“I’ve watched through his eyes, I’ve listened through his ears, and I tell you he’s the one. Or at least as close as we’re going to get.”
Good morning, everyone, and Happy New Year! It’s the first Saturday of 2017, and, as usual, I am here analyzing the first paragraph of a book. I reviewed this particular book, Ender’s Game, last month (last year, really), and I really liked it, so when I was looking around for a story beginning to look at today, I naturally picked this book. Let’s have a look at it, sentence by sentence.
- “I’ve watched through his eyes, I’ve listened through his ears, and I tell you he’s the one.” This opening line has a lot of things going for it. Most clearly, the idea of experiencing someone else’s life, watching through his eyes and listening through his ears, is compelling and interesting and hints a little at the futuristic setting, where such things are possible. “I tell you he’s the one” is also an interesting statement; the “chosen one” trope is a major motif throughout this book, so mentioning it in the opening line is good foreshadowing. Finally, I want to mention the parallelism in this sentence. The “I’ve watched . . . I’ve listened . . . I tell” structure gives this line a certain oomph that makes the reader sit up and pay attention. The grammatical phrasing underlines the essential questions raised by this expertly crafted hook.
- “Or at least as close as we’re going to get.” This sentence doesn’t have as many merits as the opening line, but it does convey some of the desperation of the International Fleet to find someone–anyone–who can defeat the bugger aliens. Mostly, however, I want to discuss here the technique of opening with dialogue. This is the first Story Starters post where I’ve analyzed opening dialogue; I think it can be a great method for getting right into the characters and the world (even though, here, secondary characters are the ones having the dialogue). In Ender’s Game, each chapter is opened with a bit of dialogue from Colonel Graff and someone else, usually Major Anderson; this is used to great effect to gradually reveal things, although it goes into overt telling in the later chapters. Basically, opening with dialogue is a good technique as long as it isn’t contrived and doesn’t tell too much (which should be general rules for dialogue anywhere in a book).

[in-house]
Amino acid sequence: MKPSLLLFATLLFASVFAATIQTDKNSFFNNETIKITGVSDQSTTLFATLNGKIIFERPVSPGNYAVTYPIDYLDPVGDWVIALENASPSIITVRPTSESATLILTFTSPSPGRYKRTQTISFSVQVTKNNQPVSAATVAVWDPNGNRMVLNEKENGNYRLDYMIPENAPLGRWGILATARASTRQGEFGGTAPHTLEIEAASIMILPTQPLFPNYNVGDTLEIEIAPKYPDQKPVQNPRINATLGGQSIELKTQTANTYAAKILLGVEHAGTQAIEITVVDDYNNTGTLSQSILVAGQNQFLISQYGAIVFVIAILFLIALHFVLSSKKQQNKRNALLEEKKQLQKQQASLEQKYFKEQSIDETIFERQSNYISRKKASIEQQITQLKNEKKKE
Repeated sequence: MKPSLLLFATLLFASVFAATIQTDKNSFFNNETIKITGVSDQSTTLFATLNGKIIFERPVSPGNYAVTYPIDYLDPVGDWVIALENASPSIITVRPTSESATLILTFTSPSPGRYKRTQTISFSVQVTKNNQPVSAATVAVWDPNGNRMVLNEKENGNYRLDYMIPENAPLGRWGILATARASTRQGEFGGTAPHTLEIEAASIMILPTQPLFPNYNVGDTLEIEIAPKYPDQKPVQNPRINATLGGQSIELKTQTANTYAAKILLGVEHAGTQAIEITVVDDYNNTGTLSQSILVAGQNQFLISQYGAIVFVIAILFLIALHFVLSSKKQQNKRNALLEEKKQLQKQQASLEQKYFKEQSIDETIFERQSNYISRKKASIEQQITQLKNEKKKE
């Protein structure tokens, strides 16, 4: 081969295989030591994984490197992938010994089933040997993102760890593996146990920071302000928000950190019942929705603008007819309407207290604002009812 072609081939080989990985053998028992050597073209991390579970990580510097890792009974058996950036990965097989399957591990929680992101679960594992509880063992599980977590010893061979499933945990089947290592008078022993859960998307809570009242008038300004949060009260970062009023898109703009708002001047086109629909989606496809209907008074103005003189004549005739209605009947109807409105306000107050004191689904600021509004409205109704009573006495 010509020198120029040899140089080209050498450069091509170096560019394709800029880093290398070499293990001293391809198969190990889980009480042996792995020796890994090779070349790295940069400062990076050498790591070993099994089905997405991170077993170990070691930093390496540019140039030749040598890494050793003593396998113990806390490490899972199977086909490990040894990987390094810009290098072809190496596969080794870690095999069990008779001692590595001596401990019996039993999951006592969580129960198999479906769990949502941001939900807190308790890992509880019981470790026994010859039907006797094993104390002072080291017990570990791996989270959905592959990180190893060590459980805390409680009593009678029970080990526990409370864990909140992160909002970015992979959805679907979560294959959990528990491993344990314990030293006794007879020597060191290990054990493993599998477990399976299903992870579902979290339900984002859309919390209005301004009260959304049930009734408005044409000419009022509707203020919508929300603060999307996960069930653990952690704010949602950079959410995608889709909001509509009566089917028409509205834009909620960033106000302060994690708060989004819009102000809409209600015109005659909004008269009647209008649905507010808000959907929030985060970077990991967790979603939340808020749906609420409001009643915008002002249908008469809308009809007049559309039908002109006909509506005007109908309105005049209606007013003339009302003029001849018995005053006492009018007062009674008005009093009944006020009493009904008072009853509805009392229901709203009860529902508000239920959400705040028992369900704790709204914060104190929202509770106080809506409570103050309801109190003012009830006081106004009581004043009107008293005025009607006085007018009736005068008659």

That’s it for me today!
What do you think? Have you ever read Ender’s Game? What do you think of its opening line as a hook? Have you ever read a book that used similar grammatical structure to emphasize a point? If you’re a writer, have you ever tried that technique? What other books have you read that open with dialogue? Tell me in the comments!